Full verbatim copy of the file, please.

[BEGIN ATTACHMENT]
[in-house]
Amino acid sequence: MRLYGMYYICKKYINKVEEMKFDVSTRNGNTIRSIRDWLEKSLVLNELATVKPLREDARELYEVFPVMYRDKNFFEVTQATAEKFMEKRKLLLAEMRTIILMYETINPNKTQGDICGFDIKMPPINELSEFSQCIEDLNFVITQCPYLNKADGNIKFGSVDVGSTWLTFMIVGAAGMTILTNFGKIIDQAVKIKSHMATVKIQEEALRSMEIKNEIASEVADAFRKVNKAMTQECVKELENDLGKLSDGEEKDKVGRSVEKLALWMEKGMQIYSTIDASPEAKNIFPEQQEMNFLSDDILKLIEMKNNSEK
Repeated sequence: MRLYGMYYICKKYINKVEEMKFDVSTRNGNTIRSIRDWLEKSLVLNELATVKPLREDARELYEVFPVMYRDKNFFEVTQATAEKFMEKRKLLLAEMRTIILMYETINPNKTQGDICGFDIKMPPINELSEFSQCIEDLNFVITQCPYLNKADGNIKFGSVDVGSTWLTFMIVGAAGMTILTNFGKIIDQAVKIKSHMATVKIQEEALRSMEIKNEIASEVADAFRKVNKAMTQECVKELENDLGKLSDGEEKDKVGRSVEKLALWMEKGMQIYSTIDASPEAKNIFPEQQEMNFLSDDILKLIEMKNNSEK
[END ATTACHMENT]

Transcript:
[in-house]
Amino acid sequence: MRLYGMYYICKKYINKVEEMKFDVSTRNGNTIRSIRDWLEKSLVLNELATVKPLREDARELYEVFPVMYRDKNFFEVTQATAEKFMEKRKLLLAEMRTIILMYETINPNKTQGDICGFDIKMPPINELSEFSQCIEDLNFVITQCPYLNKADGNIKFGSVDVGSTWLTFMIVGAAGMTILTNFGKIIDQAVKIKSHMATVKIQEEALRSMEIKNEIASEVADAFRKVNKAMTQECVKELENDLGKLSDGEEKDKVGRSVEKLALWMEKGMQIYSTIDASPEAKNIFPEQQEMNFLSDDILKLIEMKNNSEK
Repeated sequence: MRLYGMYYICKKYINKVEEMKFDVSTRNGNTIRSIRDWLEKSLVLNELATVKPLREDARELYEVFPVMYRDKNFFEVTQATAEKFMEKRKLLLAEMRTIILMYETINPNKTQGDICGFDIKMPPINELSEFSQCIEDLNFVITQCPYLNKADGNIKFGSVDVGSTWLTFMIVGAAGMTILTNFGKIIDQAVKIKSHMATVKIQEEALRSMEIKNEIASEVADAFRKVNKAMTQECVKELENDLGKLSDGEEKDKVGRSVEKLALWMEKGMQIYSTIDASPEAKNIFPEQQEMNFLSDDILKLIEMKNNSEK